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  • He was absolutely incorruptible, thus standing, morally as well as intellectually, far above the level of his age.

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  • duly convoked it for this date to the town of Basel, and selected to preside over it the cardinal Julian Cesarini, a man of the greatest worth, both intellectually and morally.

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  • He answered these attacks in kind, sometimes perhaps with unnecessary vehemence and rancour, but he never faltered in his work, and, an optimist by nature, a disciple of his friend George Combe, and a believer in the indefinite improvability of mankind, he was sustained throughout by his conviction that nothing could so much benefit the race, morally, intellectually and materially, as education.

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  • The rise of the Mahommedan Empire, which influenced Europe so deeply both politically and intellectually, made its mark also in the history of medicine.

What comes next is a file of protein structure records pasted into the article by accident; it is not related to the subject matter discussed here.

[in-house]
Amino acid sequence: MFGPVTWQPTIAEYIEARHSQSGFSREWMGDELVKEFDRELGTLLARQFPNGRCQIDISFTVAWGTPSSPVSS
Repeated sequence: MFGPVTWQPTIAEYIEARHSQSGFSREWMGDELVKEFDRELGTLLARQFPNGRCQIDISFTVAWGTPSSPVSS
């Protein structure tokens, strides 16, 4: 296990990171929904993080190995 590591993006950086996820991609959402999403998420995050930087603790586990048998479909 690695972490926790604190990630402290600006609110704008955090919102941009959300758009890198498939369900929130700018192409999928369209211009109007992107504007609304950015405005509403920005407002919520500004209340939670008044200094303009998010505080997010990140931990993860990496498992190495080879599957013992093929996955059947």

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  • Intellectually he did not stand in the front rank.

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  • But the ambiguities arising from the points of view described in (b) are much more difficult both intellectually and in their practical social issues.

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  • In 1835 he published his principal work, Sur l'homme et le developpement de ses facultes, ou essai de physique sociale (2nd ed., 1869), containing a resume of his statistical researches on the development of the physical and intellectual qualities of man, and on the "average man" both physically and intellectually considered.

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  • In character he was not malignant, but he was intellectually torpid, and of a credulity which almost passes belief.